The Experiences of Grief and Mourning
Grief is not a pathological state, so there is no specific psychological treatment for the experience of it.
Normalizing grief is the preferred method for working toward integration and resolution.
We all will pass through grief at some point in this lifetime. So there is a very universal/archetypal aspect to it
When sitting with another who is experiencing grief, we need to use the skill of listening. Listening is not talking.
Silence will allow them the space to talk and externalize their internal process. Let the process unfold as long as it needs, so long as they are not hurting themselves or others. The first year of grief and mourning consists of supportive listening and self-regulation.
“Grieving allows us to heal, to remember with love rather than pain. It is a sorting process. One by one you let go of things that are gone and you mourn for them. One by one you take hold of the things that have become part of who you are and build again.” Rachel Naomi Remen in Worden, 2009.
- Grief/bereavement – personal experience of loss.
- Mourning – process one goes through in adapting to death/loss.
- Grief Counseling – supporting normal adaptation to loss/death. (Support/Listening)
- Grief Therapy – helping clients get unstuck in their mourning/complicated bereavement; facilitating adaptation. (Offering possible new, life-enhancing perspectives.)
- Acceptance – is the ability to think about something (the loss) in a relaxed body.
Tasks of Mourning:
- Accept the reality of the loss.
- Process the pain of grief.
- Adjust to the world without the deceased.
a) External adjustments.
b) Internal adjustments.
c) Spiritual adjustments.
4. Find an enduring connection with the deceased in the midst of embarking on a new life.
Healthy Mourning/Grief Cycling:
- The stages begin with the loss.
- The grieving/pain/energy rises toward a crescendo marked by anguish and tearfulness.
- This peak of energy is initially very high.
- The energy then begins to dissipate/fall toward our baseline and with it comes tolerance and desensitization.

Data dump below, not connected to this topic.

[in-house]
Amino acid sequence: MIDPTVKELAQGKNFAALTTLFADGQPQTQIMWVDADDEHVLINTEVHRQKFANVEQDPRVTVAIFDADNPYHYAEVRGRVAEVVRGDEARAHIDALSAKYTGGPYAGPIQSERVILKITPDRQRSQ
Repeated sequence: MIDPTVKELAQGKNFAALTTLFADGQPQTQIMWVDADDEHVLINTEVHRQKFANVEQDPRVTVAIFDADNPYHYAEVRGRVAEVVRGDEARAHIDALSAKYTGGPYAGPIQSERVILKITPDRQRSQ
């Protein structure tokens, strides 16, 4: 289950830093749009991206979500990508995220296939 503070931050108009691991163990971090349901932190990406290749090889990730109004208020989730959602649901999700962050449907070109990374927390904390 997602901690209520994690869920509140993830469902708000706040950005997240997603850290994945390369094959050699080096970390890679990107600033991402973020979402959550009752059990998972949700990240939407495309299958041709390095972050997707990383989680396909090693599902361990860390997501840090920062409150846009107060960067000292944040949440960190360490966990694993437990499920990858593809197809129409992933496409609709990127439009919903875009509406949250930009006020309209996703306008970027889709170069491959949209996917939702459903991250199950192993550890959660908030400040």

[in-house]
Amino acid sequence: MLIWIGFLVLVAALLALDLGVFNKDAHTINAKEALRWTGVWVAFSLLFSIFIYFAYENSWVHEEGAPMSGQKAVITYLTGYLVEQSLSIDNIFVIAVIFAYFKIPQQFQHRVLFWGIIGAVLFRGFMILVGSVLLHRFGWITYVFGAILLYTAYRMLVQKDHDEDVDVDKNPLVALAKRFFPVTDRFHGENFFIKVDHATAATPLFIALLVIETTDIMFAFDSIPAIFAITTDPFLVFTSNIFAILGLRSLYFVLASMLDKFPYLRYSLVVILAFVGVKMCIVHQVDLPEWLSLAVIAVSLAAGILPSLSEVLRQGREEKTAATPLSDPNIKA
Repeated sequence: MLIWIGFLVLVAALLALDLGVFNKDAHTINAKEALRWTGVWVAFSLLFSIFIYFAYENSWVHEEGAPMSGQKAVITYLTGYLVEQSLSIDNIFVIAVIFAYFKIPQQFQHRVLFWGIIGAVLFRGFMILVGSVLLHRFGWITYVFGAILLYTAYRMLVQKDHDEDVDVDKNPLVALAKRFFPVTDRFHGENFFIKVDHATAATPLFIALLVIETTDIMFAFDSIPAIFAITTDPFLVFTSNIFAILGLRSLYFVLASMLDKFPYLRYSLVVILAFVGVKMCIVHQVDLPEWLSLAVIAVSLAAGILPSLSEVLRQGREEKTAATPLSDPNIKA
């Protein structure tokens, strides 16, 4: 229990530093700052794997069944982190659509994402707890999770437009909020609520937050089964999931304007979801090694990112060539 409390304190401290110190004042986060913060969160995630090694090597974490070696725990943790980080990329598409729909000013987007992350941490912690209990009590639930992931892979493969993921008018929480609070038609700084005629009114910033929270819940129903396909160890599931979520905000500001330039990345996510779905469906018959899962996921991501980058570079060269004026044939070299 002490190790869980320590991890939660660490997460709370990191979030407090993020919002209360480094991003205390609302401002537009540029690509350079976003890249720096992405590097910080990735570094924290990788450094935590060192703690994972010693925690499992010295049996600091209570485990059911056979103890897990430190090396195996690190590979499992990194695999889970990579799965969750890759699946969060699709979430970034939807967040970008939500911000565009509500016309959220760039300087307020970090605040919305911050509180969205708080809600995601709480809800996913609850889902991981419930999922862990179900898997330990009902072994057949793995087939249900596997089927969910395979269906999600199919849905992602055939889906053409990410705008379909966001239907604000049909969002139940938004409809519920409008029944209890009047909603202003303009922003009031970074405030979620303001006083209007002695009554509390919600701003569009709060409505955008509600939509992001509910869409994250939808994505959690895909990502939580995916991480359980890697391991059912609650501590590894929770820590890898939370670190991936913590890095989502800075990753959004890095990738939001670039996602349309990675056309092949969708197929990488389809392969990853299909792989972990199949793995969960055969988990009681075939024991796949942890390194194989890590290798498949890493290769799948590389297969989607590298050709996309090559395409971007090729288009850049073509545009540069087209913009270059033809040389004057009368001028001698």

- With the desensitization comes recovery and remembrance with love instead of pain.
This cycle is allowed to happen several times over, or as many times as it needs to. It is the organic healing of the wound of loss. Each time the cycle moves toward the crescendo, the peaks lessen, the periods of tearfulness lessen, and the drop to baseline affect shortens while attaining increased desensitization.
The goal is always desensitization and remembrance with love instead of pain. Desensitization is achieved through self-regulation/a relaxed body.
Self-regulation is non-mechanical biofeedback. It produces a positive feedback loop when relaxing. It feels good so we are inclined to keep doing it. Neocortex will also comes back online.
Complicated bereavement occurs when there is fear and muscle constriction as the energy rises toward the crescendo. The results of the constriction and holding include: no desensitization, no resolution, avoidance, bewilderment/hopelessness, depression and suffering. There is remembrance with pain rather than remembrance with love.
When fear and muscle constriction occur, softening muscles in the body will lead to lower arousal, confronting pain, desensitizing fear and resolving grief.
Grief needs to be integrated through narrative.
We don’t have to heal grief; it heals itself.
We are self-healing organisms.
Self-regulation/Remembrance of loss + relaxed body = desensitization and lessening of pain/increased acceptance.
Narrative/Telling/writing the story of loss (eulogy) + relaxed body = relegating loss to the past and remembrance with love instead of pain.
Three Steps to Resolving Grief:
- Supportive Relationship – We must have people in our lives who we can turn to in our pain and who are capable of listening without anxiety.
- Relaxed Body – We can achieve self-regulation by softening muscles.
- Telling Our Story – Narrative is integration and facilitates our ability to relegate loss to the past and to remember with love.